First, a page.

New research details structure of first component in an electricity-conducting bacterial wire
RICHLAND, Wash. –
Bacteria called Shewanella can use metal ions in place of oxygen to live and grow. In the process, Shewanella can transform some metals and trap them in minerals, a useful skill for engineers who want to stop radioactive or toxic metals from migrating in soil or groundwater. The bacteria also help cycle metals used as nutrients through the biosphere.
But bacteria can’t inhale solid metal like humans breathe oxygen. Instead of lungs, Shewanella send out tiny wires that contact metals and minerals. Within these wires are proteins that pass electrons outward, but no one knows what these proteins look like or how exactly they work together in a large complex. Now, a collaborative research team from the University of East Anglia and Pacific Northwest National Laboratory have determined the structure of the first of these protein components, providing insights into how bacteria live off minerals and rocks.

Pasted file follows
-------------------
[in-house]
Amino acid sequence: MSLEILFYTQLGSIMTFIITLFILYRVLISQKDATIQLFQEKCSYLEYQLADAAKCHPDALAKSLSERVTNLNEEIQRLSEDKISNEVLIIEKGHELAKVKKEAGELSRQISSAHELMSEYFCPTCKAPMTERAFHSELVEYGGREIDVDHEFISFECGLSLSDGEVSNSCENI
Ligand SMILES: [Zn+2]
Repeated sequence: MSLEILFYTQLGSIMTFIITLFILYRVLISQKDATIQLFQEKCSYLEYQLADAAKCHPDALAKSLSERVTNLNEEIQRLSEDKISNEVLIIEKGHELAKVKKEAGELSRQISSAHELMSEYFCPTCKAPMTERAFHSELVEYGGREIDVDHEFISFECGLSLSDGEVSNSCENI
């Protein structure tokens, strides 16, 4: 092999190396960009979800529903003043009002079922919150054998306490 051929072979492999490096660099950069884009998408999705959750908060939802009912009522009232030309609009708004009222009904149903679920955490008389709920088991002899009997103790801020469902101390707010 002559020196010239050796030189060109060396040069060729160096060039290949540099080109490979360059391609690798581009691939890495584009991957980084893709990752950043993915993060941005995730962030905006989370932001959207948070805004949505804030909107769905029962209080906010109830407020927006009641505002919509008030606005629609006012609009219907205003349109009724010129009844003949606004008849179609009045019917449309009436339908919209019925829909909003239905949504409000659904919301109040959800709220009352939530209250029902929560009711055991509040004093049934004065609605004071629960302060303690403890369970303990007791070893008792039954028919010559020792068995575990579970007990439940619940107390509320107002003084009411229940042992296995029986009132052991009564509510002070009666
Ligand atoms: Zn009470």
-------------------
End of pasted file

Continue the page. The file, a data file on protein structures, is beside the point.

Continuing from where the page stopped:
In addition to cleaning up legacy radioactive waste, the information will help researchers tap bacteria to generate currents in fuel cells or for applications in synthetic biology. Researchers performed some of the work, which they reported in the Proceedings of the National Academy of Sciences’ Early Edition, using instruments and expertise at EMSL, the Department of Energy’s Environmental Molecular Sciences Laboratory on the PNNL campus.